But what does this mature man look like? Paul tells us—“To the measure of the stature of the fullness of Christ.” I appreciate the New Living Translation, “measuring up to the full and complete standard of Christ.”

We’ve all heard the expression “Measuring up”—this is the goal of the Church—to measure up to Christ!

When we are kids we want to measure up to our fathers—we idolize His height and stature! —When I was a kid we would always compete with our classmates about whose dad was the greatest. We all wanted to be like our dads.

It’s the same for the church—we all should desire to measure up to Christ—to be just like HIM! And this is again the goal of the church, to be like Christ! As Paul says plainly:

And we know that for those who love God all things work together for good, for those who are called according to his purpose.(Romans 8:28)

#3 Your Church is  Spiritually Stable

In verse 13 Paul gives the positive reasons for why Christ gifted his church with spiritual leaders, to equip the saints for the work of ministry, and building up the body of Christ—that is, moving the church to spiritual perfection. In verse 14 he warns of the dangers if this doesn’t happen.

If the church is not equipped by spiritual leaders with sound doctrine through the word and the saints are not building up the body of Christ, then the church will be unstable and the body of Christ will begin to experience pain and sickness.

Notice the text; notice the contrast between the “mature man” and the “children tossed to and fro.”

A mature and stable church is pictured as a strong stable man. The immature church is pictured as children who are easily manipulated, and swayed. The Hebrew writer pictures this as well:

For though by this time you ought to be teachers, you need someone to teach you again the basic principles of the oracles of God. You need milk, not solid food, for everyone who lives on milk is unskilled in the word of righteousness, since he is a child. But solid food is for the mature, for those who have their powers of discernment trained by constant practice to distinguish good from evil.(Hebrews 5:12-14)

Notice that the immature church is tossed to and fro with every wind of doctrine.They are unstable and easily swept away by false teachers and their seemingly attractive false doctrine. Again to quote the book of Hebrews:

Therefore we must pay much closer attention to what we have heard, lest we drift away from it.(Hebrews 2:1)

Notice that the false teachers operate. They are full of “human cunning and deceitful schemes.” False teachers are not blatantly obvious. They always come with morsels of truth mixed in with their false doctrine, so that only the mature man can see it for what it really is. Interestingly, Paul had warned the Ephesians about this. Speaking to the Ephesian Elders Paul warned them of the following:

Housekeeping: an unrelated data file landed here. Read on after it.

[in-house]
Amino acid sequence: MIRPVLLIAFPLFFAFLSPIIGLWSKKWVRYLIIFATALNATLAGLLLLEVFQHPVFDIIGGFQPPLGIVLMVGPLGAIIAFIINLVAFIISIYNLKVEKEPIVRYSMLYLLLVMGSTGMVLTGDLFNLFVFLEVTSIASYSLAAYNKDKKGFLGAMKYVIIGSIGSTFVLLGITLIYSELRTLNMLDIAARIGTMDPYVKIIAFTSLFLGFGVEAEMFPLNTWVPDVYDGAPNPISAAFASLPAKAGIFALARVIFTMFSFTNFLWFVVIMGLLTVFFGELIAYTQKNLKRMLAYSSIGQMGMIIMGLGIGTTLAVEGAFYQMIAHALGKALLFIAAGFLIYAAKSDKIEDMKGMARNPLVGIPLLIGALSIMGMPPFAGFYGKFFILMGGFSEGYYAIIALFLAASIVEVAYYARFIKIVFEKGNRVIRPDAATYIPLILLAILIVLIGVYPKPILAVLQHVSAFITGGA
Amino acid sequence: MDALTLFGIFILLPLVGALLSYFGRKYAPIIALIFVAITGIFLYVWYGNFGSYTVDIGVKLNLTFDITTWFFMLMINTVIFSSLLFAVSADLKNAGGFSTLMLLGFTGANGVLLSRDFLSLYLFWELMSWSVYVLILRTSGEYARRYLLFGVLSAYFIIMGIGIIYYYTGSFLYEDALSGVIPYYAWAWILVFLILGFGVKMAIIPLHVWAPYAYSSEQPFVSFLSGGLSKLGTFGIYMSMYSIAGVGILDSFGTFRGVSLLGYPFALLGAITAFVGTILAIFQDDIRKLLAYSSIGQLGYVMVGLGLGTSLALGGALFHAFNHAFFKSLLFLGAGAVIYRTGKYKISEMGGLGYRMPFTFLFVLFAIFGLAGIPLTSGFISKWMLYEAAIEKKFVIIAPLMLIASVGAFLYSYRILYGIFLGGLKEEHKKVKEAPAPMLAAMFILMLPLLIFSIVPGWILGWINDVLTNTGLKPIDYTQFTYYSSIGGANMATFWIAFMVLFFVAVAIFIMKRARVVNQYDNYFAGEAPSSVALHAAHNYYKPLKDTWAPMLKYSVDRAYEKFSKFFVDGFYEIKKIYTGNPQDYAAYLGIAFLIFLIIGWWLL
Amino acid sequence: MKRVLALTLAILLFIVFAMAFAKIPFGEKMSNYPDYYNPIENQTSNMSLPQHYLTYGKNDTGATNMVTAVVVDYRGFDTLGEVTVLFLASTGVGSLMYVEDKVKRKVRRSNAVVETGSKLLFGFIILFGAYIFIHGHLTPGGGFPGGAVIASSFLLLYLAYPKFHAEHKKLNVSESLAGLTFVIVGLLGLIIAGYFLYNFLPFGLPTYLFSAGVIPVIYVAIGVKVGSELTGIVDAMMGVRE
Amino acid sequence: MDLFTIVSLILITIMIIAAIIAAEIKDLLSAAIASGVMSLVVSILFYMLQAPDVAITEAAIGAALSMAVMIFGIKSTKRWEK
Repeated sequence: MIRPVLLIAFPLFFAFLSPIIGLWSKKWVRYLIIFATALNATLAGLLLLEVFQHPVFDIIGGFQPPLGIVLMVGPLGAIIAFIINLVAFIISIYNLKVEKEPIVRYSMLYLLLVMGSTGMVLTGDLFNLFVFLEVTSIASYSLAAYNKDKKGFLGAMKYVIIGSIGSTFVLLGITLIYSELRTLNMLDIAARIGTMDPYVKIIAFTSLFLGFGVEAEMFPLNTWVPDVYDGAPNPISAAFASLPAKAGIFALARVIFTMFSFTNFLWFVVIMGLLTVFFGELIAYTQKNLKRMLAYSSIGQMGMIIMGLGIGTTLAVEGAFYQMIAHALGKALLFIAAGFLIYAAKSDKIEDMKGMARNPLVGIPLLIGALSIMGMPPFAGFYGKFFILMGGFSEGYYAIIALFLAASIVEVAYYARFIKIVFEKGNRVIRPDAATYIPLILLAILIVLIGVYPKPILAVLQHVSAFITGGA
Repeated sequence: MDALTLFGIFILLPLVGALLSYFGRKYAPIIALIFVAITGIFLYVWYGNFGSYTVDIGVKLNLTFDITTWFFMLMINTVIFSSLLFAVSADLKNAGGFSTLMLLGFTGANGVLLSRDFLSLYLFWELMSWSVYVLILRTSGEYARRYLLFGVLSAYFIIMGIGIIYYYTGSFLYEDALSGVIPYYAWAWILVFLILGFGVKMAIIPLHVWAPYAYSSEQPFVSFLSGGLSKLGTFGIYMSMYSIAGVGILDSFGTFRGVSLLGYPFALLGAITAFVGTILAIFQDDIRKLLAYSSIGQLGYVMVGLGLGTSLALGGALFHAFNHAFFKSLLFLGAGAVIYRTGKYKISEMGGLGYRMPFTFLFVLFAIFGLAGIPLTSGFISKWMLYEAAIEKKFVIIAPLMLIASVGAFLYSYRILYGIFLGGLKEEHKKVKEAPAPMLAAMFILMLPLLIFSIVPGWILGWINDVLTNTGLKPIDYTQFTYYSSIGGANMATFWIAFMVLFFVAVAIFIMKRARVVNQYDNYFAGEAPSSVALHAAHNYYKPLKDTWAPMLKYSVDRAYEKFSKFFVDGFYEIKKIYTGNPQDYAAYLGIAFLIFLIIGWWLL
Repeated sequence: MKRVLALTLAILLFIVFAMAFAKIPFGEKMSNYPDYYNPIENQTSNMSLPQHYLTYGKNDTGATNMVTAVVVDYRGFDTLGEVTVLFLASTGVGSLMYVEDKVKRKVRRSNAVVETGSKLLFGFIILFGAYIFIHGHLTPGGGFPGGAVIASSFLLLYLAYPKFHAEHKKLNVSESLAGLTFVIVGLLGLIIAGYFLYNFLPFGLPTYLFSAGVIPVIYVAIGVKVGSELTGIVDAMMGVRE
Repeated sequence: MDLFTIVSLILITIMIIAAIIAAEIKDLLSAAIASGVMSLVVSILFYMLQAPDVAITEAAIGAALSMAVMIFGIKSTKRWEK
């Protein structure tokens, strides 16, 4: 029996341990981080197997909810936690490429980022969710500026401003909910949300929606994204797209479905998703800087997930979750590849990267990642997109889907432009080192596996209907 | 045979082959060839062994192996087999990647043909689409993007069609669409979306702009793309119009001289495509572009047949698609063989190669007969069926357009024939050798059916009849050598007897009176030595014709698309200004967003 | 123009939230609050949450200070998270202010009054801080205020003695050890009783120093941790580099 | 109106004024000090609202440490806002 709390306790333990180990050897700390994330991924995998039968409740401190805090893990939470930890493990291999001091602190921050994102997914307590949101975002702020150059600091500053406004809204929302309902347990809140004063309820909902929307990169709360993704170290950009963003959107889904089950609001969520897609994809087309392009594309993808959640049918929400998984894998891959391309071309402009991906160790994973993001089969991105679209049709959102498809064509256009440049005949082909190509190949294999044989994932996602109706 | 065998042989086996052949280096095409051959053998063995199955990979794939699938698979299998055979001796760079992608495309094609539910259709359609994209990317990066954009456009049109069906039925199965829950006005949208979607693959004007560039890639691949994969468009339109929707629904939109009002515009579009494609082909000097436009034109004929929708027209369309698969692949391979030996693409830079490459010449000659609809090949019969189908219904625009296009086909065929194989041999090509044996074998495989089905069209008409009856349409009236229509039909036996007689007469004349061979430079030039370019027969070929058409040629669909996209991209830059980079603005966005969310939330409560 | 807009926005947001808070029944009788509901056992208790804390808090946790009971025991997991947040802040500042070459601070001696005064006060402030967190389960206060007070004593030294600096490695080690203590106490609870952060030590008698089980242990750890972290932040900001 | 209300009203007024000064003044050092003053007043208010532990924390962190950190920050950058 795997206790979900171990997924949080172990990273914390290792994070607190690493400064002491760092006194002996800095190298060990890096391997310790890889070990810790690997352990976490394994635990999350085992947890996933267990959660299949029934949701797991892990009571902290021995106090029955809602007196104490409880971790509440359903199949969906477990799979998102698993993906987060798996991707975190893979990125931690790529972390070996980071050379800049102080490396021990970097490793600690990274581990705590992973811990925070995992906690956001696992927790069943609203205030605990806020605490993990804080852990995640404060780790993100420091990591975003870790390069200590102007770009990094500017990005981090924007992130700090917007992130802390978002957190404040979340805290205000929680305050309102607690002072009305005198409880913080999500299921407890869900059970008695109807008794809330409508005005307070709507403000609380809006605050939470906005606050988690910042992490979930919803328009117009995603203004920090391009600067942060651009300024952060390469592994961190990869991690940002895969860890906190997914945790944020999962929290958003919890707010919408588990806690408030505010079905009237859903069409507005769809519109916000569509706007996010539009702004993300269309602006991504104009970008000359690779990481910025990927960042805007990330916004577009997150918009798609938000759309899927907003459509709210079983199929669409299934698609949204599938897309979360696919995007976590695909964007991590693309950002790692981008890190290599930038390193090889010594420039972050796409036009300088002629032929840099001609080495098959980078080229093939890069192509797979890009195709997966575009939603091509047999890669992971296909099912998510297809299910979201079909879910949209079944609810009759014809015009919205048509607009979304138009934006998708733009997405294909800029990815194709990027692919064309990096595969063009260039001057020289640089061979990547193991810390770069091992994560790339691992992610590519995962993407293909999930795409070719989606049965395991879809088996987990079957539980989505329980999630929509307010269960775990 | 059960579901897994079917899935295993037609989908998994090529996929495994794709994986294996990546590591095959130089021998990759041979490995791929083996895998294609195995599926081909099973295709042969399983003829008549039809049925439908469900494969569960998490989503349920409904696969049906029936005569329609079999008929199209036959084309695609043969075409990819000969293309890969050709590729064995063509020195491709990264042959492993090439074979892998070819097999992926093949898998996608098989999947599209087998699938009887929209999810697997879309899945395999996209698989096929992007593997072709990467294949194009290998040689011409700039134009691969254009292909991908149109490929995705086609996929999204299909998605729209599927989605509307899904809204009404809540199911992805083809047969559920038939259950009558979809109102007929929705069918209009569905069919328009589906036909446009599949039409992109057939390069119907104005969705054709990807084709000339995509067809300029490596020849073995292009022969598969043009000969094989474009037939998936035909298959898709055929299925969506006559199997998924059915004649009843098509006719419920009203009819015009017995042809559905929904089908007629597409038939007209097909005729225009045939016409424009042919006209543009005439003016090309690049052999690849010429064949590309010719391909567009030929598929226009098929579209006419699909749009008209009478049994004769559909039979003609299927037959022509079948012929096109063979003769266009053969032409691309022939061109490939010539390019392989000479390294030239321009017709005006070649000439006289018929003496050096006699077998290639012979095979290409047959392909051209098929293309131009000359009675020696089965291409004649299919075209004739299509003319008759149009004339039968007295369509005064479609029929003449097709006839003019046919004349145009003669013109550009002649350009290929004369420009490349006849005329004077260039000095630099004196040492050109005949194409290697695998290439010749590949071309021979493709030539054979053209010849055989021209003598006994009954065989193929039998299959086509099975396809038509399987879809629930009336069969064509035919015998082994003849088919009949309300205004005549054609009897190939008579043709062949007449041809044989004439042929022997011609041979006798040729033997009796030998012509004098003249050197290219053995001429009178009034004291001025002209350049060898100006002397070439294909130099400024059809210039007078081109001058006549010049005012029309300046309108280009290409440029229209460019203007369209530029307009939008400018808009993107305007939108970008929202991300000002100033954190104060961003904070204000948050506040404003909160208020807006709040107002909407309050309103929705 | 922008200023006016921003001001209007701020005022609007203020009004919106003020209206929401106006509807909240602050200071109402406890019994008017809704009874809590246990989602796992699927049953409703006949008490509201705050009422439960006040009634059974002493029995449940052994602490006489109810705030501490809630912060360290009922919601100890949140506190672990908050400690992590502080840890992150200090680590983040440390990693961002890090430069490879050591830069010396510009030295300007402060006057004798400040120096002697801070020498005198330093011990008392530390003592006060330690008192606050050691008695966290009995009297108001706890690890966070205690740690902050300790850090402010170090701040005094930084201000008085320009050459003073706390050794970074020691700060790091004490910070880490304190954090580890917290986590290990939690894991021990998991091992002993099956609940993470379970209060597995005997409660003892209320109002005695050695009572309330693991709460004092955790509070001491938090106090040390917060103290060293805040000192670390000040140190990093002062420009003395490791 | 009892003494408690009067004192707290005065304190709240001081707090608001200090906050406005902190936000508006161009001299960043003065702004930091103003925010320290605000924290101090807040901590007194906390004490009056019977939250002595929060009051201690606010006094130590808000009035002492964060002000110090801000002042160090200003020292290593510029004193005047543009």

Pay careful attention to yourselves and to all the flock, in which the Holy Spirit has made you overseers, to care for the church of God, which he obtained with his own blood. I know that after my departure fierce wolves will come in among you, not sparing the flock; and from among your own selves will arise men speaking twisted things, to draw away the disciples after them.(Acts 20:27-30)

Recall how Jude began his letter:

Beloved, although I was very eager to write to you about our common salvation, I found it necessary to write appealing to you to contend for the faith that was once for all delivered to the saints. For certain people have crept in unnoticed who long ago were designated for this condemnation, ungodly people, who pervert the grace of our God into sensuality and deny our only Master and Lord, Jesus Christ.(Jude 3-4)

False teaching and false teachers will always be around. In the early days of the church false teaching compelled the church to conduct ecumenical councils in order to clarify true doctrine from the false. Later it was Luther who spurned on the Reformation and his emphasis on Justification by faith in contrast to the abuse of the Catholic Church, and its teaching of salvation by works. In the Modern era we have had our own share of battles:

Theological Liberalism—Rejection of the supernatural
Post modernism —Rejection of Absolute Truth
Prosperity Gospel—The Gospel as a means for selfish Gain
Religious Pluralism—All roads lead to Heaven
Sexual Revolution—Denial of Marriage between one man and one woman

The Mature church then isn’t easily moved or deceived by false doctrine, they know the truth! It’s why Paul urged his protege Timothy with these strong words: